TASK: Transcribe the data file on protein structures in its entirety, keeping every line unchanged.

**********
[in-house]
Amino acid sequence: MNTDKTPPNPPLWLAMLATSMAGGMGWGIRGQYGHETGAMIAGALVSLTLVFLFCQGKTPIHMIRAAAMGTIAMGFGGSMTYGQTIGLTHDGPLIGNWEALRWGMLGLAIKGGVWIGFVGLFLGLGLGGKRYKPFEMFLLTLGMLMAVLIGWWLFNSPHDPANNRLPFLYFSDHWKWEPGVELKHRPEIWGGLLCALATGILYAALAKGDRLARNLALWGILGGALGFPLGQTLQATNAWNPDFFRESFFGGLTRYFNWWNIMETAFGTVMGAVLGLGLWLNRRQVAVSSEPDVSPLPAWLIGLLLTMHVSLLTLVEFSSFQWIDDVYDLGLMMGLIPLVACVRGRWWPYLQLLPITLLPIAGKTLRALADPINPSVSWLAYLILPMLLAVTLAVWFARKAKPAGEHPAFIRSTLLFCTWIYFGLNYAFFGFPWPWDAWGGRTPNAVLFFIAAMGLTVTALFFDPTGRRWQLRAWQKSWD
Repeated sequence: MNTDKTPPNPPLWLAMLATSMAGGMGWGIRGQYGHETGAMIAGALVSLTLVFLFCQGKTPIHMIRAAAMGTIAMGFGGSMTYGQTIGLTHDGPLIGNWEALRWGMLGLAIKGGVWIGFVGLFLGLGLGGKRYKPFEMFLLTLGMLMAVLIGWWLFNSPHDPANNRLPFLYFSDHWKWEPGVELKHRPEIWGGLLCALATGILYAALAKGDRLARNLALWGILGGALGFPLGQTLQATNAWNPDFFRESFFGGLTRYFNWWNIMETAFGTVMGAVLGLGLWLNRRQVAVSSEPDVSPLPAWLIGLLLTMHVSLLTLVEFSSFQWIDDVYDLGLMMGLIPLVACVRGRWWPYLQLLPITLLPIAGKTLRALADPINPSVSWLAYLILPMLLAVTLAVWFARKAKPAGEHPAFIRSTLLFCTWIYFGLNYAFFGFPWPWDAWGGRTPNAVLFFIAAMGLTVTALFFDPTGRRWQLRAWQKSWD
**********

[in-house]
Amino acid sequence: MNTDKTPPNPPLWLAMLATSMAGGMGWGIRGQYGHETGAMIAGALVSLTLVFLFCQGKTPIHMIRAAAMGTIAMGFGGSMTYGQTIGLTHDGPLIGNWEALRWGMLGLAIKGGVWIGFVGLFLGLGLGGKRYKPFEMFLLTLGMLMAVLIGWWLFNSPHDPANNRLPFLYFSDHWKWEPGVELKHRPEIWGGLLCALATGILYAALAKGDRLARNLALWGILGGALGFPLGQTLQATNAWNPDFFRESFFGGLTRYFNWWNIMETAFGTVMGAVLGLGLWLNRRQVAVSSEPDVSPLPAWLIGLLLTMHVSLLTLVEFSSFQWIDDVYDLGLMMGLIPLVACVRGRWWPYLQLLPITLLPIAGKTLRALADPINPSVSWLAYLILPMLLAVTLAVWFARKAKPAGEHPAFIRSTLLFCTWIYFGLNYAFFGFPWPWDAWGGRTPNAVLFFIAAMGLTVTALFFDPTGRRWQLRAWQKSWD
Repeated sequence: MNTDKTPPNPPLWLAMLATSMAGGMGWGIRGQYGHETGAMIAGALVSLTLVFLFCQGKTPIHMIRAAAMGTIAMGFGGSMTYGQTIGLTHDGPLIGNWEALRWGMLGLAIKGGVWIGFVGLFLGLGLGGKRYKPFEMFLLTLGMLMAVLIGWWLFNSPHDPANNRLPFLYFSDHWKWEPGVELKHRPEIWGGLLCALATGILYAALAKGDRLARNLALWGILGGALGFPLGQTLQATNAWNPDFFRESFFGGLTRYFNWWNIMETAFGTVMGAVLGLGLWLNRRQVAVSSEPDVSPLPAWLIGLLLTMHVSLLTLVEFSSFQWIDDVYDLGLMMGLIPLVACVRGRWWPYLQLLPITLLPIAGKTLRALADPINPSVSWLAYLILPMLLAVTLAVWFARKAKPAGEHPAFIRSTLLFCTWIYFGLNYAFFGFPWPWDAWGGRTPNAVLFFIAAMGLTVTALFFDPTGRRWQLRAWQKSWD